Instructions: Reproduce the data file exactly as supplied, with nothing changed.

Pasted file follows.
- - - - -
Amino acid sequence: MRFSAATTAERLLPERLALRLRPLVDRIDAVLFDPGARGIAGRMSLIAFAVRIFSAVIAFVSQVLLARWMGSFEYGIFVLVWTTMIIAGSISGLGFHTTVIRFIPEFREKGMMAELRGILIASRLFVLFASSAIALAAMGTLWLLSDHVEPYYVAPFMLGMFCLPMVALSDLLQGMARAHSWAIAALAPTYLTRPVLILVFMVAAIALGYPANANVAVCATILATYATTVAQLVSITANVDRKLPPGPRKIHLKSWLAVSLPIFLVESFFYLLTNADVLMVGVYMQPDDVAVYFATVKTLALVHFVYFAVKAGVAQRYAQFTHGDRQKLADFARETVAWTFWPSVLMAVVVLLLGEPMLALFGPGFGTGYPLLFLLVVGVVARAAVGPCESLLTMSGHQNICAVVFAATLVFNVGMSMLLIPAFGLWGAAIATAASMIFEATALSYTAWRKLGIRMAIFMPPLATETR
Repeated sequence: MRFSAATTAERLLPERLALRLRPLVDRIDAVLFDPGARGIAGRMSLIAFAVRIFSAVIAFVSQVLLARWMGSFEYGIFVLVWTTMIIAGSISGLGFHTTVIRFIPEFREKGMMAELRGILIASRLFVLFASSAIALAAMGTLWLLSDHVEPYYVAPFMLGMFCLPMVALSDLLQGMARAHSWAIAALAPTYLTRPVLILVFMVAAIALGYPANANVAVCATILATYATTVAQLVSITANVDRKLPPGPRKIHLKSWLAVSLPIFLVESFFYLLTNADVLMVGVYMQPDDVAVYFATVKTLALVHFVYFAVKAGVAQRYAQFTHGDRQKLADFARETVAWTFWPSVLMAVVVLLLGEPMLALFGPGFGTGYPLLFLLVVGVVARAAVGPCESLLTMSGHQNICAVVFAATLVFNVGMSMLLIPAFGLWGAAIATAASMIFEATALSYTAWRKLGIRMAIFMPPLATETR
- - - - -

Amino acid sequence: MRFSAATTAERLLPERLALRLRPLVDRIDAVLFDPGARGIAGRMSLIAFAVRIFSAVIAFVSQVLLARWMGSFEYGIFVLVWTTMIIAGSISGLGFHTTVIRFIPEFREKGMMAELRGILIASRLFVLFASSAIALAAMGTLWLLSDHVEPYYVAPFMLGMFCLPMVALSDLLQGMARAHSWAIAALAPTYLTRPVLILVFMVAAIALGYPANANVAVCATILATYATTVAQLVSITANVDRKLPPGPRKIHLKSWLAVSLPIFLVESFFYLLTNADVLMVGVYMQPDDVAVYFATVKTLALVHFVYFAVKAGVAQRYAQFTHGDRQKLADFARETVAWTFWPSVLMAVVVLLLGEPMLALFGPGFGTGYPLLFLLVVGVVARAAVGPCESLLTMSGHQNICAVVFAATLVFNVGMSMLLIPAFGLWGAAIATAASMIFEATALSYTAWRKLGIRMAIFMPPLATETR
Repeated sequence: MRFSAATTAERLLPERLALRLRPLVDRIDAVLFDPGARGIAGRMSLIAFAVRIFSAVIAFVSQVLLARWMGSFEYGIFVLVWTTMIIAGSISGLGFHTTVIRFIPEFREKGMMAELRGILIASRLFVLFASSAIALAAMGTLWLLSDHVEPYYVAPFMLGMFCLPMVALSDLLQGMARAHSWAIAALAPTYLTRPVLILVFMVAAIALGYPANANVAVCATILATYATTVAQLVSITANVDRKLPPGPRKIHLKSWLAVSLPIFLVESFFYLLTNADVLMVGVYMQPDDVAVYFATVKTLALVHFVYFAVKAGVAQRYAQFTHGDRQKLADFARETVAWTFWPSVLMAVVVLLLGEPMLALFGPGFGTGYPLLFLLVVGVVARAAVGPCESLLTMSGHQNICAVVFAATLVFNVGMSMLLIPAFGLWGAAIATAASMIFEATALSYTAWRKLGIRMAIFMPPLATETR